The Coen Brothers’ newest film, The Ladykillers, opens with a sunny, blue sky pierced by a dark, gothic tower and gargoyles. These images hint at the upcoming events of the film which, following the trademark Coen style, mixes crime, murder, and violence to create comedy. Only Joel and Ethan Coen have managed to skillfully mix the macabre and the hilarious to create powerful and incredibly enjoyable films like Fargo, The Big Lebowski, or O Brother, Where Art Thou?.
The Ladykillers is actually based on a comedy of the same title that came out in 1955 starring Alec Guinness among other notable English comedic actors. The movie’s plot revolves around a robbery scheme hatched by the peculiar but intelligent Professor Goldthwait Higginson Dorr, Ph.D. (Tom Hanks). The professor plans to tunnel into a casino vault and steal the loot. To help in his plan, the professor teams up with a rather eclectic group of wannabe criminals consisting of a trash-talking custodian (Marlon Waynes), an all-muscle-no-mind football brute (Ryan Hurst), a clumsy handyman (J. K. Simmons), and a former member of the Viet Cong turned doughnut shop owner (Tzi Ma). In order to pull off the robbery, the criminals use the basement of an unsuspecting widow (Irma Hall) to start their tunneling. To cover up their actions, the group pretends to be renaissance musicians. Eventually the widow catches on to the crime in progress, and Hanks and company must find a way to dispose of her.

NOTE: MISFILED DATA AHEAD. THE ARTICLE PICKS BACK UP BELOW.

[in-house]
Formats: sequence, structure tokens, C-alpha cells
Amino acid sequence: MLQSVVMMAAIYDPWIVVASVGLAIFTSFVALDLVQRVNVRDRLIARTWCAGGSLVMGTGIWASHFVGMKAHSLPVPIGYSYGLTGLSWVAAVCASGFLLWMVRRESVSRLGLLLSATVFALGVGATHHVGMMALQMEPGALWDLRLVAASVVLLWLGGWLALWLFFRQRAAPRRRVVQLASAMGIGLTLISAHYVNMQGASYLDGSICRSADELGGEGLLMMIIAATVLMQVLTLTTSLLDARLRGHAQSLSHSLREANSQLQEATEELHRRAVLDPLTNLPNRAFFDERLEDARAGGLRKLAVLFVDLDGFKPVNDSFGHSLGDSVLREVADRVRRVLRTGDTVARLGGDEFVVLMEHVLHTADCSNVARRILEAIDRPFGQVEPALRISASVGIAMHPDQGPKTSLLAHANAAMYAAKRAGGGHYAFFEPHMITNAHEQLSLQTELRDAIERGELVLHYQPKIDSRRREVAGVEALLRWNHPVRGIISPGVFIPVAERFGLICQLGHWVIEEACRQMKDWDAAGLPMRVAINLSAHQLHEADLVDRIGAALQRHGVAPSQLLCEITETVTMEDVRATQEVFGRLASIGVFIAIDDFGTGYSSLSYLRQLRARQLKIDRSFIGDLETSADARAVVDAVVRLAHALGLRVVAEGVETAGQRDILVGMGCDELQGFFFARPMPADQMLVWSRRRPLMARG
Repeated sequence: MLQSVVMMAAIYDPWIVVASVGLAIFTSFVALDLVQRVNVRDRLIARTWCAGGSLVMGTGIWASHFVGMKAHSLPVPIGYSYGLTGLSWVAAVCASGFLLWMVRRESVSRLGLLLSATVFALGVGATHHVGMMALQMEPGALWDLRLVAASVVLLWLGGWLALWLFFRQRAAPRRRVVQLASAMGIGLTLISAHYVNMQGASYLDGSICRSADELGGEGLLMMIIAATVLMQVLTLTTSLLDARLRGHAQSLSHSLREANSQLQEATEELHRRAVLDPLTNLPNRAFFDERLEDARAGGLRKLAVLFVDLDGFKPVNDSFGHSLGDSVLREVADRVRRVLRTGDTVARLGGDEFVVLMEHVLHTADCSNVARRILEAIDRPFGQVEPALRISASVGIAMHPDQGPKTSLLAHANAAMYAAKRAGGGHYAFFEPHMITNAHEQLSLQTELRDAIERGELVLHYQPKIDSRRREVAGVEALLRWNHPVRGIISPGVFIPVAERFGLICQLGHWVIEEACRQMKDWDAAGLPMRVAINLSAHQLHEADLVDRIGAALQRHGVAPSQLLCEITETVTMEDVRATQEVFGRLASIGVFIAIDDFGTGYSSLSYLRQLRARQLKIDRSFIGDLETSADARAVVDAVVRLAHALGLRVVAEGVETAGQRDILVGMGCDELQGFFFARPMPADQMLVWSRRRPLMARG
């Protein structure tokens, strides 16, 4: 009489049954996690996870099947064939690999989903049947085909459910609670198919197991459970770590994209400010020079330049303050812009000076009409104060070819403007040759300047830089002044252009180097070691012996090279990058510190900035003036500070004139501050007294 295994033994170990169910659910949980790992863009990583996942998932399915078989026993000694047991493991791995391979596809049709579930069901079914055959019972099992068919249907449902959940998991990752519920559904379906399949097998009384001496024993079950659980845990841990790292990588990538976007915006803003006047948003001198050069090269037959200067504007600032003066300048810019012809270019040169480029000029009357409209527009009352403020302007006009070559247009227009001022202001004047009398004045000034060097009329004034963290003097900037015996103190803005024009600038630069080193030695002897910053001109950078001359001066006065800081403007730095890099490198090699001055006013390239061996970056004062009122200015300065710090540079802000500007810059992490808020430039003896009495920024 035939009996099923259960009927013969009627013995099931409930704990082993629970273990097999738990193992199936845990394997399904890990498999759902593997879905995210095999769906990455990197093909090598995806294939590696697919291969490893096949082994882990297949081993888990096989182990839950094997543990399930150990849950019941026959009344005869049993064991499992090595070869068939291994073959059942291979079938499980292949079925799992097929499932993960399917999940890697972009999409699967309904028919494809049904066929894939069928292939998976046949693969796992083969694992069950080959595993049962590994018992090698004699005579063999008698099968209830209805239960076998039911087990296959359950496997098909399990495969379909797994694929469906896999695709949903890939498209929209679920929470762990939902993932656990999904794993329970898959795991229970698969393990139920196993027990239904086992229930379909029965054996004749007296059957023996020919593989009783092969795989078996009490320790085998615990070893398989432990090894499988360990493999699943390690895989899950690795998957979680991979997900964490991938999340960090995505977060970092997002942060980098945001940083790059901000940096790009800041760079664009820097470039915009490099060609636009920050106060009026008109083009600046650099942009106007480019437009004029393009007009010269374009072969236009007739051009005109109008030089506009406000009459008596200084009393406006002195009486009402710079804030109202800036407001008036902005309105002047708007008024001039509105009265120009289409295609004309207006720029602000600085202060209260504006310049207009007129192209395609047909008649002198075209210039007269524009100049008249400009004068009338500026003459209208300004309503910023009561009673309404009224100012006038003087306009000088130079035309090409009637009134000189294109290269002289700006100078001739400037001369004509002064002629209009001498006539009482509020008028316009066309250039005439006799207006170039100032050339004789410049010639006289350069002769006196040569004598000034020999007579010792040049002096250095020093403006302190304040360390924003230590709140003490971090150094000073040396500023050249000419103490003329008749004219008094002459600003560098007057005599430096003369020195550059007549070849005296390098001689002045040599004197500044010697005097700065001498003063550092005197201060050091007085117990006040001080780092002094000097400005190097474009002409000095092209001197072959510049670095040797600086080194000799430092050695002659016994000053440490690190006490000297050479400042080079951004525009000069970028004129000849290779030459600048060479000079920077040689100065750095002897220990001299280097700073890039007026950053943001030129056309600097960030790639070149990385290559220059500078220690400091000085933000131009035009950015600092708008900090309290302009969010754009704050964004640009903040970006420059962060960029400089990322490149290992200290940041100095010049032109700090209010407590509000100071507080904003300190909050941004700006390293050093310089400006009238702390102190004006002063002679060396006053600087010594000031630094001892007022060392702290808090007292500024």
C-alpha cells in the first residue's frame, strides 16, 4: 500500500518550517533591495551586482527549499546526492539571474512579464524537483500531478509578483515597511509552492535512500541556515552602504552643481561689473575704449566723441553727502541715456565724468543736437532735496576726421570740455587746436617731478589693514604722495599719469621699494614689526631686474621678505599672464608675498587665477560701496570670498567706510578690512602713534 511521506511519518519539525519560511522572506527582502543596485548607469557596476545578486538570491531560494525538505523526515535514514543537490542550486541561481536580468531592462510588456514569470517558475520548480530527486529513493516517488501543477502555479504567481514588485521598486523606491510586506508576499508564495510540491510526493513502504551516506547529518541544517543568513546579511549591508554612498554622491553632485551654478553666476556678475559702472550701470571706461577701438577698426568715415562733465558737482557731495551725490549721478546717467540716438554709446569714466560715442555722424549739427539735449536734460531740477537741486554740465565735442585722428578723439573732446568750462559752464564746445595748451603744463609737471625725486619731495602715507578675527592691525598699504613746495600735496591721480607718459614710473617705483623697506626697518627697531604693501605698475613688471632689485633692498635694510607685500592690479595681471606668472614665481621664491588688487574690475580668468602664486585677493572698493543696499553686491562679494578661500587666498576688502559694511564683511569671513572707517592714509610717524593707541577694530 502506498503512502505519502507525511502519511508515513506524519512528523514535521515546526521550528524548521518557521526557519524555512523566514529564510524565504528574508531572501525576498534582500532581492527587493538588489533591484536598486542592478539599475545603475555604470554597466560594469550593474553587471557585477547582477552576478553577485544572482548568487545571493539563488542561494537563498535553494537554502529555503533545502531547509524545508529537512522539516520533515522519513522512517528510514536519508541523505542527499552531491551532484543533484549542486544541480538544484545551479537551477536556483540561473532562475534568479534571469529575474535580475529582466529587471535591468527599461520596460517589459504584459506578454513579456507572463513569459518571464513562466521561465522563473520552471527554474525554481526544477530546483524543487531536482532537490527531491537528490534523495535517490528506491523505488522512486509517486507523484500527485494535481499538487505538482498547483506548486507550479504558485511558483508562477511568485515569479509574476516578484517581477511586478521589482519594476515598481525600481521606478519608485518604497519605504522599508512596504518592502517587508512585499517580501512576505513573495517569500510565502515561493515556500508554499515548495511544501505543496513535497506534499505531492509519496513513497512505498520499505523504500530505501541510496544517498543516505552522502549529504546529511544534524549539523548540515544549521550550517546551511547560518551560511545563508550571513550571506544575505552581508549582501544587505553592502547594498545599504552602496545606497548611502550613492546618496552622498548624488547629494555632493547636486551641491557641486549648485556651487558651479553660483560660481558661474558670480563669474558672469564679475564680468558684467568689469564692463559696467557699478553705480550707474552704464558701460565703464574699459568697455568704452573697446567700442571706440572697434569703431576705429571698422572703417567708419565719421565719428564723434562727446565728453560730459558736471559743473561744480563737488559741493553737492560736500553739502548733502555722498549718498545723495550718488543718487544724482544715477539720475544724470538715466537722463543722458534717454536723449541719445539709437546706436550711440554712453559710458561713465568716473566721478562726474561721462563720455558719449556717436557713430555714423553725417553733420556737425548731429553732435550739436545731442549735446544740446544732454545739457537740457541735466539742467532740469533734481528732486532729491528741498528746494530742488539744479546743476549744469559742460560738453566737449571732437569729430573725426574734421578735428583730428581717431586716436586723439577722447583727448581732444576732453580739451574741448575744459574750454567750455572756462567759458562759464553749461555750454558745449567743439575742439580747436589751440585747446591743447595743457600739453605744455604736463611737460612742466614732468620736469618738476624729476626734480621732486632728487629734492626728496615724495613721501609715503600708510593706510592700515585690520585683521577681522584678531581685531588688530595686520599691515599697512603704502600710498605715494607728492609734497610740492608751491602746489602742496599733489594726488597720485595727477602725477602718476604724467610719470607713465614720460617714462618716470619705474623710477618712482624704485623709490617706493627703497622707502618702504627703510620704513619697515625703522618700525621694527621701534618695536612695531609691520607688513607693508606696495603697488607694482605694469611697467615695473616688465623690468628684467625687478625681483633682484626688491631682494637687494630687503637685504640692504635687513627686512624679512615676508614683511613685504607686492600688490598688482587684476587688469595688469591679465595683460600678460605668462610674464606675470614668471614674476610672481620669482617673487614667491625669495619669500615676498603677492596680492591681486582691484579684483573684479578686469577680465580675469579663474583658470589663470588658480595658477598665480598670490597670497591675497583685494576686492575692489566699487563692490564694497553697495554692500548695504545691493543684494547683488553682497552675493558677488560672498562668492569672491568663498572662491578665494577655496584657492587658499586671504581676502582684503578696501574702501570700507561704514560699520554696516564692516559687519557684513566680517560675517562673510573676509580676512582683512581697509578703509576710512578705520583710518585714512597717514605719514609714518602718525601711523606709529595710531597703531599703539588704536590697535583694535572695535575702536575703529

The cast of The Ladykillers is as diverse as the roles they play. The film mixes seasoned actors like Hanks with relative newcomers to the screen. In a film such as this, which contains so many different roles, it is easy for one actor to over or underplay his or her part. In this case, however, each actor fulfills his or her role perfectly.
Without a doubt, Hanks remains the center of the film. His semi-psychotic role as Professor Dorr is acted with the full breadth of his talent. Hanks brings his “Colonel Sanders gone awry” role to life with every dry cackle and twitch. Besides, who doesn’t like a Latin-speaking, poetry-reading, criminal mastermind who has a little taste of Southern charm to boot?
While the Coen Brothers manage to provide quality laughs in The Ladykillers, some aspects of the film can’t quite hit the mark. Viewers will get the sense that the Coens are making an effort to be funny, a drastic departure from their other films, in which the comedy naturally results from the original script and direction. In The Ladykillers, the Coens resort to slapstick and swearing in order to elicit laughs. It is understandable that the Coens would want to try out their skills at different forms of comedy, although it remains a little disappointing to see them depart from the type of comedy that made them famous. However, the Coens’ talent still manages to outweigh the film’s shortcomings. While not their best work, this film is still a must see for any fan of the Coens and anyone else who likes their comedy, in the words of our dear Professor, “Quiet … yet unquiet.”
Archived article by Mark Rice
Red Letter Daze Staff Writer